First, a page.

|Latin Name||Mahonia repens|
|Common Name||Creeping Mahonia|
|CA Native||California Native|
|Plant Type||Ground Cover|
|Size||1' - 3' x 1.5' - 3'|
|Deer Resistant||Rarely Damaged|
|Wildlife Value||Attracts Beneficial Insects, Bees, Seed and Fruit for Birds|
|Adverse Growth Factors||None|
|Special Features||Attractive Berries, Erosion Control, Fall Color, Fragrance, Low Maintenance|
|Water Use||Drought Tolerant, Low|
|Soil pH||5.5-6.4 (acid)|
|Exposure||Partial Shade, Shade|
|Soil Type||Not Particular|
|Description and Cultural Plant Tips||
Mahonia repens is a ground cover that looks very much like a dwarf English Holly. The fragrant yellow flowers are produced for about two months in the spring. They produce a large dark blue berriy with a white dusting. They are edible when fully ripe and can even be used for making jam. They need a frost or two to make them really sweet so in Marin they can be picked in late fall and frozen for a short period before they are used. The berries will stay on the bushes through the winter if the birds don't get them. The leaves turn from bronze to purple with some yellow and red leaves mixed in. It spreads from underground stolens and above ground by suckering. It is resistant to oak root fungus. In nature it grows best under evergreen canopies whose needles help to acidify the soil. Great for a dry shady hillside.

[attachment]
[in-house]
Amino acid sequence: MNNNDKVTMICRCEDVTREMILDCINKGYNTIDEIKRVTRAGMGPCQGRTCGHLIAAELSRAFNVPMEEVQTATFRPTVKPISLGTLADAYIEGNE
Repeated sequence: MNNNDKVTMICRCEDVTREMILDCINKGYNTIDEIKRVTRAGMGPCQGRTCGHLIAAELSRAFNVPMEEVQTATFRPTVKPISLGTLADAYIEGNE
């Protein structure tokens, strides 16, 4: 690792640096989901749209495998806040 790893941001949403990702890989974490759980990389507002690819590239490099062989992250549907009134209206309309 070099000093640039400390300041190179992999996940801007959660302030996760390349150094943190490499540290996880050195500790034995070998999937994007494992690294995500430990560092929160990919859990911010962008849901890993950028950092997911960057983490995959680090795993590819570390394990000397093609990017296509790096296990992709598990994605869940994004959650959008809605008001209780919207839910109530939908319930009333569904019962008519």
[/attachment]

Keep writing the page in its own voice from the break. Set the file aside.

Plant slightly above grade in any type of slightly acidic soil with good drainage. Water well after planting and mulch in a 2' - 3' diameter circle around plant. Will struggle in full sun and have reduced foliage. If planted in deep shade, it will not produce many flowers. Therefore, In the hotter parts of Marin, light shade is recommended. In coastal Marin this plant will tolerate some direct sun. It is drought tolerant but it will spread faster with a little summer water.
This plant is much loved by bees and butterflies. The berries are a great draw to birds.